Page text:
Mila is all smiles about her current performance career. She hopes for more movie work in her future and she says, “I thought I was giving up the brass ring but Detroit has been wonderful to me. I’ve been blown away by the opportunities.”

Another seasoned professional teaches the gen ed Introduction to Theatre and Acting for Non-Majors. Tom Mahard has played more than a hundred stage roles and brings all that experience to a 20-year teaching career at OU. Like Mila, during that time he has taught many different courses.

Also, like Mila, Tom moved to Michigan for personal reasons. He was a Los Angeles based-actor “doing good work with good actors” when his wife was recruited for a Ph.D. program at the University of Michigan in Ann Arbor. He had no expectations of an acting career in the Midwest but was surprised to be taken on immediately by a Detroit agency, because he was a “legit L.A. actor” with all the required union cards. He was soon working in industrial films and had his first theatrical role at Meadow Brook Theatre in School for Scandal.

Tom grew up in a show business family. His father, Francis Mahard Jr. was a theatrical designer who also worked for the public television station in Boston. Mr. Mahard designed the sets for Julia Child’s kitchen and Alistair Cooke’s Masterpiece Theatre drawing room. Young Tom recalls some very prestigious babysitters, Vincent Price and Walter Matthau among them.

And after a lifetime in the business, Tom has a great wealth of stories to tell. After graduating from Bates College in Maine, he headed to L.A. where he got his first union card, almost by luck. He was the sixth person to audition for a radio drama about the men who built the atomic bomb. He left the audition to see hundreds of people in line, but he had the part because he was there early and could speak with a German accent. That was all that was required! The young producers had formed a company, written a script and recorded the play with the sole intention of working their way into the union AFTRA. The company was disbanded without the play ever being broadcast, but Tom had his union card and a $23 paycheck.

Tom got his first film work after he arrived in Michigan. In the 1970s he made the television movie Word of Honor with the highly esteemed actor Karl Malden, with whom he had three scenes alone. He recalls that as a “terrific experience.”

He also appeared in Hoffa with Jack Nicholson. He uttered just one line: “Another one Bobby” and for this he receives a residuals check of $3.12 every three months. Most impressively, he appeared in Gran Torino with Clint Eastwood (a rather larger check), Conviction with Hilary Swank, and Stone with Robert De Niro. In that last movie, Tom notes he is listed as “some guy” in the credits and that same no name was also on the door of his trailer, but no matter how small his part, Tom came away with a moment any actor would cherish. Robert De Niro laughed when he said his line in rehearsal.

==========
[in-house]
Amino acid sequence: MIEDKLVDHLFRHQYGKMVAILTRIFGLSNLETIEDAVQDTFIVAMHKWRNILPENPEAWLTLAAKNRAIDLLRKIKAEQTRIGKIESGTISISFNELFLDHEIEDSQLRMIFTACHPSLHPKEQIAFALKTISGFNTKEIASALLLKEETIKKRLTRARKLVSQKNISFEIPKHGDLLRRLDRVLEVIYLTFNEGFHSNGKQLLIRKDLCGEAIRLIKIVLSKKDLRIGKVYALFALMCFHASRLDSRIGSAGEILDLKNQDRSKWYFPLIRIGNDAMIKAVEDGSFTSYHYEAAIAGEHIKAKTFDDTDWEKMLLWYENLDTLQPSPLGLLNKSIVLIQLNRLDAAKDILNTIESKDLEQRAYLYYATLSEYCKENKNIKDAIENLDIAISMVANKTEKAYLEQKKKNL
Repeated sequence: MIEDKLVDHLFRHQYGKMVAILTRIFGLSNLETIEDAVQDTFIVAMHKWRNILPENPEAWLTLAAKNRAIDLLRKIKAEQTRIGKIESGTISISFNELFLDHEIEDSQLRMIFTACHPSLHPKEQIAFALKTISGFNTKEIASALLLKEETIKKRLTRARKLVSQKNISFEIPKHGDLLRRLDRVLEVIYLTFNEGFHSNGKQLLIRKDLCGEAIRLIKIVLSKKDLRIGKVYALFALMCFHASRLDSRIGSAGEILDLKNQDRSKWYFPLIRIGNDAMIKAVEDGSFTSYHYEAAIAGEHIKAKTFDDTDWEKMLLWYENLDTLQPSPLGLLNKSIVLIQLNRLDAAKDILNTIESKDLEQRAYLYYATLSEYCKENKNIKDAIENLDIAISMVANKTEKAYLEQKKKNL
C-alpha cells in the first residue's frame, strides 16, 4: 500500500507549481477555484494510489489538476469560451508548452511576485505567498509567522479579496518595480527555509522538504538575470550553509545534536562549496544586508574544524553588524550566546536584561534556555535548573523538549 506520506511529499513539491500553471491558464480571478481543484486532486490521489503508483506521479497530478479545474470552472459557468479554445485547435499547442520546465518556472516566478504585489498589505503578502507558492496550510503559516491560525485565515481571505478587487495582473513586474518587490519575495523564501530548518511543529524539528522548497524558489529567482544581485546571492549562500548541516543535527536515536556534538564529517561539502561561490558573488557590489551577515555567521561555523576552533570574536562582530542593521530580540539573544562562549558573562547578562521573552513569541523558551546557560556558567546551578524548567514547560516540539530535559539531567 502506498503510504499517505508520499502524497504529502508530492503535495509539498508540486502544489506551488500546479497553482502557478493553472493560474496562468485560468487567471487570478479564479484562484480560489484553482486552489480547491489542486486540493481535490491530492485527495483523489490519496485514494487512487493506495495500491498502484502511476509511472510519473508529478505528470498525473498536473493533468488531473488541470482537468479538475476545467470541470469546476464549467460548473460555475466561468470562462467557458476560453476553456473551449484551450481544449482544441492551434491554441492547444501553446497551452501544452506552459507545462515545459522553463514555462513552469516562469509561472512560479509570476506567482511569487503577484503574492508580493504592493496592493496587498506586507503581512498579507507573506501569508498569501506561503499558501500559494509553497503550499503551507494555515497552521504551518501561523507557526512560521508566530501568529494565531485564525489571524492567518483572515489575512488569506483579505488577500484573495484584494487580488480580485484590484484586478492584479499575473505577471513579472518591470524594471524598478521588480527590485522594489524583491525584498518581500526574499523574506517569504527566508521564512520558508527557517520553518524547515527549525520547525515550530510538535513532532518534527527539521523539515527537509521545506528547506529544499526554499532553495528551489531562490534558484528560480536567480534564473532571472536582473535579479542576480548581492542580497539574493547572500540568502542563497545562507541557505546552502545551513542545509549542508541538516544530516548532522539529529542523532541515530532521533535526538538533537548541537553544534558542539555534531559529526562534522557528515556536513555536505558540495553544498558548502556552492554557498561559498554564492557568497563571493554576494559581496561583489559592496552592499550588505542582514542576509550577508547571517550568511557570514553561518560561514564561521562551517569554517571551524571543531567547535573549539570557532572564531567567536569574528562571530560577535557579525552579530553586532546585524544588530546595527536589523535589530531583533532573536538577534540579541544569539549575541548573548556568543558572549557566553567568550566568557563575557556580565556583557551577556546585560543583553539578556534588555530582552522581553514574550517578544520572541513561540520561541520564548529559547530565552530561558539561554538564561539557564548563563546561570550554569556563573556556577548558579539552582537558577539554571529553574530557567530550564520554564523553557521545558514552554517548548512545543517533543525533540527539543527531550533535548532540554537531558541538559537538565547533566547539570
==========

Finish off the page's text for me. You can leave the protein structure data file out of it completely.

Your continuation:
As a young man in L.A., Tom had taken acting classes with Michael Shurtleff, who was one of the most influential casting directors ever. Mr. Shurtleff’s classes were focused on teaching lessons derived from his influential book Audition. It was while taking a workshop with the visiting Michael Shurtleff in Detroit that Tom first began to teach. Other students wanted to continue the classes and Michael suggested Tom be their leader. He taught those classes for working actors and aspiring professionals for seven years.

He first began to teach at OU when he was approached by now Professor Emeritus Michael Gillespie. Tom says, “I have a real passion for teaching.” Over the last 20 years, he has seen thousands of students and he has sometimes noticed a talent a student was unaware (s)he possessed, sometimes in performance, other times in writing. Tom says he always encourages young talent in his class, even though parents whose children are pre-med may perhaps prefer he didn’t.  "I think you have to follow your heart."

Tom says, “Teaching makes my own acting better and my auditions fresher.” Both he and Mila continue to audition regularly for film and stage. They bring “real deal” expertise to their classes, and the students from across all the disciplines on campus who sign up for their gen eds are just one step removed from famous acting teachers, Broadway and Robert De Niro. Yes, Robert De Niro!

You can next see Mila perform in Harris Cashes Out, which opens at Meadow Brook Theatre on January 8.

Tom has a full theatre season scheduled, with performances at the Jewish Ensemble Theater, Tipping Point Theatre, Williamstown Theatre and then again at Tipping Point, but you can catch him at his very first engagement this season as Ebenezer Scrooge in A Christmas Carol at Meadow Brook Theatre, opening November 15.

Photos:
Upper: Mila Govich. Photo by Peter Hurley.
Lower: Still from the movie Gran Torino. Tom Mahard fourth from the left.